The Internet /
Your website will serve as your 24/7 storefront. If your site is interesting, and is perceived to offer some real solutions your customers will feel quite comfortable stopping by for the latest info.

Your site will tell visitors, who you are, why you are unique, and why they should do business with you. It should feature products or services that provide a solution to customer problems. Your site should give visitors a chance to call you, request more information and submit a request for information. These requests will be drawn directly into your contact management database.

Your marketing efforts will regularly point your customers and prospects to your web site for new information or specials. You will utilize on-line PowerPoint presentations to serve as the cold call sales rep for your offerings. Visitors can click on a 'View Presentation Button' and get the basics without having to see a sales rep. They save time, you save valuable sales rep time. You will send your sales reps in to close prospects that request more info and are ready to buy.

Broadcast Communications
Broadcast communications refers to using technology to send the same message to a targeted group of contacts. After selecting the target group of contacts, your BDC team will have an arsenal of communication options. They may use any or a combination of the following.

Phone: Schedule phone calls, over a period of several days to each BDC associate.
Postal mailing: Create and send personalized letters and flyers. The contact manager will create labels in minutes. Printing and postage are expensive, folding and stuffing are very labor intensive tasks.

Without doubt, the most efficient and cost effective method is e-mail: You can send a broadcast e-mail with hyperlinks directly to areas of your web site. Typically you can send thousands of personalized e-mails in minutes!

Using broadcast e-mail, your unattended 'broadcast' can happen at night or on the weekend. Compare this to the time spent on mailings today.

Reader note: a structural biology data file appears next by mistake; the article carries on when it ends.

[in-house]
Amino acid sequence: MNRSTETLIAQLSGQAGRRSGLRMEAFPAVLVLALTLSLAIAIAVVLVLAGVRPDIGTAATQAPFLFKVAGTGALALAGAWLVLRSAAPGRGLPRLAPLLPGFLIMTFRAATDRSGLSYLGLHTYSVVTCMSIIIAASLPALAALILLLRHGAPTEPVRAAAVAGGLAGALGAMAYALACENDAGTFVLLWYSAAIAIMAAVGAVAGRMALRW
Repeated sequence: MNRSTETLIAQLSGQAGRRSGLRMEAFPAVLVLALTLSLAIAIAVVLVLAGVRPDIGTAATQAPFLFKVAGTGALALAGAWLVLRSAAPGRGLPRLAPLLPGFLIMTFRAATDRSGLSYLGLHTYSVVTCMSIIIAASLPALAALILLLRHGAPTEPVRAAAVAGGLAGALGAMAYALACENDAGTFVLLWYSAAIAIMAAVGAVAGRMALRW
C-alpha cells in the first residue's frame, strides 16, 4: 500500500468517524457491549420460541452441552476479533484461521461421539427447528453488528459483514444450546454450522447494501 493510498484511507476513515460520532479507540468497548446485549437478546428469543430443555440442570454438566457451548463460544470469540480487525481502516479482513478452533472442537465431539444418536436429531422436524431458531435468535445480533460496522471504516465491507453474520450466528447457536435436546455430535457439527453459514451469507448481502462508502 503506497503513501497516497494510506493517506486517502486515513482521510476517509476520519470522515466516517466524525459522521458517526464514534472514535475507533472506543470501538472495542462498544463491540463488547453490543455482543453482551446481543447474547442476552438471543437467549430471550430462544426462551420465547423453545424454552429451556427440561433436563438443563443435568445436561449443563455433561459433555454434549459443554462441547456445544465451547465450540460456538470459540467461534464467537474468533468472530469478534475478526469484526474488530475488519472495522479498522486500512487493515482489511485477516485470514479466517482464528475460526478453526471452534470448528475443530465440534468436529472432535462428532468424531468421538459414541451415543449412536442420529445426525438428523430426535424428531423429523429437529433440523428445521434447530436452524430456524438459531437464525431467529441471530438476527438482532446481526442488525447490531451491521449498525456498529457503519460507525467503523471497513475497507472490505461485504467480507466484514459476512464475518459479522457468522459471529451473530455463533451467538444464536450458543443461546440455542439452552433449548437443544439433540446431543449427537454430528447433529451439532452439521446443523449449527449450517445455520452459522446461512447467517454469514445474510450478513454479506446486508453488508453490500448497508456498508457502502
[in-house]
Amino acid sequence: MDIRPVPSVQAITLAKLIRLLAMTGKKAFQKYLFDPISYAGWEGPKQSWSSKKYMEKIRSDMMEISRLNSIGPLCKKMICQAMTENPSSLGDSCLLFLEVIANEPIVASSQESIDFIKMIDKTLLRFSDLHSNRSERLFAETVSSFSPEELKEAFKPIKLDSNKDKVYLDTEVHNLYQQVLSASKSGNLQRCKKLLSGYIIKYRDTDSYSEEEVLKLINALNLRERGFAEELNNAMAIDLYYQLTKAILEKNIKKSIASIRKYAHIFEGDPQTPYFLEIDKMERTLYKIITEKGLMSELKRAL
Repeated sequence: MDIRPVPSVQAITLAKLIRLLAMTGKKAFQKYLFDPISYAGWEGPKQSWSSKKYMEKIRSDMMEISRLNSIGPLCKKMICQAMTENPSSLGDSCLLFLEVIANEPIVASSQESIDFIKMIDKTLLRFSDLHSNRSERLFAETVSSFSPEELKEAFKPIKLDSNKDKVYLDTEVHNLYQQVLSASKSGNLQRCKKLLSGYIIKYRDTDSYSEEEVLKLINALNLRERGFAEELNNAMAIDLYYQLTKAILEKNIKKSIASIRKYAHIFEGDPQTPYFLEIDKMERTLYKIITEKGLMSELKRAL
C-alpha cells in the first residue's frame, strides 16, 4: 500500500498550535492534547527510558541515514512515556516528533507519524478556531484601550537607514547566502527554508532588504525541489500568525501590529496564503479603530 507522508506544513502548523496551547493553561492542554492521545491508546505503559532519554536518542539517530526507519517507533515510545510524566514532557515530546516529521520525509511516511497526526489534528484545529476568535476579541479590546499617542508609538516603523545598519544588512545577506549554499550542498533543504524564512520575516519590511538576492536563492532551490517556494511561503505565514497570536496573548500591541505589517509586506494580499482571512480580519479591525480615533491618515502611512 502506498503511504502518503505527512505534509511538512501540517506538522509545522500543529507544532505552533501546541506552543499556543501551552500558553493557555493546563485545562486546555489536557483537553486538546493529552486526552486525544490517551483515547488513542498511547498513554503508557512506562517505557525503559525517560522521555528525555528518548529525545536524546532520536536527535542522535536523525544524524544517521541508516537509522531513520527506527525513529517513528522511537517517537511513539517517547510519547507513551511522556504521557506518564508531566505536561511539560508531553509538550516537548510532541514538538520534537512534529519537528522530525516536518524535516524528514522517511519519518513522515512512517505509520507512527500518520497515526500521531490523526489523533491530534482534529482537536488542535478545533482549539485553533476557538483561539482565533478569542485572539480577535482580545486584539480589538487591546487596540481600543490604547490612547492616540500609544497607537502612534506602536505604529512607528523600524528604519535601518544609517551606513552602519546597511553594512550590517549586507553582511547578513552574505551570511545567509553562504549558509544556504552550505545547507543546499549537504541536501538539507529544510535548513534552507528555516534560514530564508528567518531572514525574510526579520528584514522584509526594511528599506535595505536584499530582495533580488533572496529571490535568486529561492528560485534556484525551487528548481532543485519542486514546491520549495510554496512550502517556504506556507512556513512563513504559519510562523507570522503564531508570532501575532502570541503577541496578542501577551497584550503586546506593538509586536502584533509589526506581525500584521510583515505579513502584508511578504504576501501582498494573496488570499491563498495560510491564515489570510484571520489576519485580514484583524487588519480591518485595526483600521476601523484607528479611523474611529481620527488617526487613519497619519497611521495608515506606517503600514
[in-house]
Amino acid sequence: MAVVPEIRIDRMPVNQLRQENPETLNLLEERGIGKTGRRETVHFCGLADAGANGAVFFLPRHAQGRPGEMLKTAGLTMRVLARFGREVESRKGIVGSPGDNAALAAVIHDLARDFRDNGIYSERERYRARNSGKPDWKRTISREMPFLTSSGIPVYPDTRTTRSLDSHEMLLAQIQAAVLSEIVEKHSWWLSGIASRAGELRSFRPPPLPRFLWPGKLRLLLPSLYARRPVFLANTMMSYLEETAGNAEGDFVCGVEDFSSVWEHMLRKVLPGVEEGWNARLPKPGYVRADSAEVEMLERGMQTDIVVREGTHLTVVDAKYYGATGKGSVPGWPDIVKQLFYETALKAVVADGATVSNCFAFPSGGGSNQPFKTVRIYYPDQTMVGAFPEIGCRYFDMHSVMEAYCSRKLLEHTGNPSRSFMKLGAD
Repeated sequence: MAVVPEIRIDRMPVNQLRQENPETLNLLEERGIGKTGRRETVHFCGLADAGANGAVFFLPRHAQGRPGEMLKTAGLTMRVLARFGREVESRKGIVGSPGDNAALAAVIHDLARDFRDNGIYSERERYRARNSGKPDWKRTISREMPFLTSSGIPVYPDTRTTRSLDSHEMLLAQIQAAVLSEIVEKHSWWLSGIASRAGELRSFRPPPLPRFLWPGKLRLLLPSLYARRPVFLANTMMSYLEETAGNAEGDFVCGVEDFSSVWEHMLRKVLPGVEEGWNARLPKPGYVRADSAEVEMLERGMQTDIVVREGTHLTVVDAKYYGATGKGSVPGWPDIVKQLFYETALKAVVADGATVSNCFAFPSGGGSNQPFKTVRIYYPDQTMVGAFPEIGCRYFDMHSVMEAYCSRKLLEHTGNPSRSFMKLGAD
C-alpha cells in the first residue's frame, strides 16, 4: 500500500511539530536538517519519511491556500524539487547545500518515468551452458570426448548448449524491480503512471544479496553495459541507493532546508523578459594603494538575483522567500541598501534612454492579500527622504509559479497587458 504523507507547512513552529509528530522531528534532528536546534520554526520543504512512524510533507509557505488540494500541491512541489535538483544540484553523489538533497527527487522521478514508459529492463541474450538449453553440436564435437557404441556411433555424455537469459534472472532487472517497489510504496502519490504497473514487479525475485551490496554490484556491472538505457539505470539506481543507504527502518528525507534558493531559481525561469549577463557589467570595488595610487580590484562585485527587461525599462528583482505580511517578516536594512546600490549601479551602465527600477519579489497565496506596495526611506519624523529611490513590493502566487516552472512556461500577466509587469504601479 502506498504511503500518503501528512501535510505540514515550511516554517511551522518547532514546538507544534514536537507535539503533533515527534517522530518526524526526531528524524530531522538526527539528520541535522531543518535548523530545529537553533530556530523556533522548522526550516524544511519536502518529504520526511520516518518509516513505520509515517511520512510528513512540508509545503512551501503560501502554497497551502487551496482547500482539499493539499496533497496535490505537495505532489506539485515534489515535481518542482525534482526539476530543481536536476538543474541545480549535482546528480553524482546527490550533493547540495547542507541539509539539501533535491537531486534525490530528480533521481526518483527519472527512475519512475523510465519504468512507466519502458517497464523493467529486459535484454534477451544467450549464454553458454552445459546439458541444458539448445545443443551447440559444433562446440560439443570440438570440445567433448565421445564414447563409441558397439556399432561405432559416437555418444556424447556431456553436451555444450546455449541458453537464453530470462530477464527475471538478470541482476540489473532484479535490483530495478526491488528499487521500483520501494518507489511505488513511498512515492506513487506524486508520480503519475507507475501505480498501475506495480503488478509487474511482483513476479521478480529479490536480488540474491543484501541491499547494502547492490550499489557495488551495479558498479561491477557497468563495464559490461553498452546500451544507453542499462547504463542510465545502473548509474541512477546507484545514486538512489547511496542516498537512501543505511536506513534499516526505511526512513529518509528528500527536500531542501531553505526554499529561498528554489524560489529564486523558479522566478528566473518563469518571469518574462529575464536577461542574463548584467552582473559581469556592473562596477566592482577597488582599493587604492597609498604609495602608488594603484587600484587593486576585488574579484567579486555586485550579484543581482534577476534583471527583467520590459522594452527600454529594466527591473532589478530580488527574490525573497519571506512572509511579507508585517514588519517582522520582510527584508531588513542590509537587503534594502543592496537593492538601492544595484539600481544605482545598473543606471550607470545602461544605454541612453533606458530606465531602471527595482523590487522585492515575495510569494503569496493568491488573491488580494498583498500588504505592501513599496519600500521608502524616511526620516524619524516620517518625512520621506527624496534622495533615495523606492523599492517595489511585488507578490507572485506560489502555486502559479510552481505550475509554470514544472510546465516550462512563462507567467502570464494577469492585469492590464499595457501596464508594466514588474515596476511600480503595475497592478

The BDC Team will provide amazingly fast response to customer requests for information. They will have an electronic library of letters, literature, and forms available. Requested information will be faxed or e-mailed while the prospect is on the phone.

What will you need to start your BDC?
Commitment - The BDC should have a leader with good database experience as well as some sales and marketing background.  This person will serve as guide and resource to other BDC members. Because all information is captured and shared in the database, the BDC can be a great training ground for future outside reps.  They will have quick access to customer and product information from the database and the practical experience of the leader to draw from.

Software: The basic software needed to accomplish all this is readily available off the shelf. For contact management, a program like GoldMine will serve you well. Typically, software will cost about $800.00 per seat.

As someone who has walked on all sides of the street, business owner, sales manager and SFA consultant, the amazing success that can be accomplished through computer-aided sales and marketing constantly amazes me. Though the journey into the technology jungle can be frightening, with some dedication and patience you can become one those cutting edge sales organizations. You will wonder how you ever did it the old fashioned way. Technology in sales and marketing is here to stay, and companies that fail to embrace it might not. The key is to build a plan of action and do something. All successful journeys begin with the first step. Sales Automation is no exception.


John Ominski


(267) 331 - 1032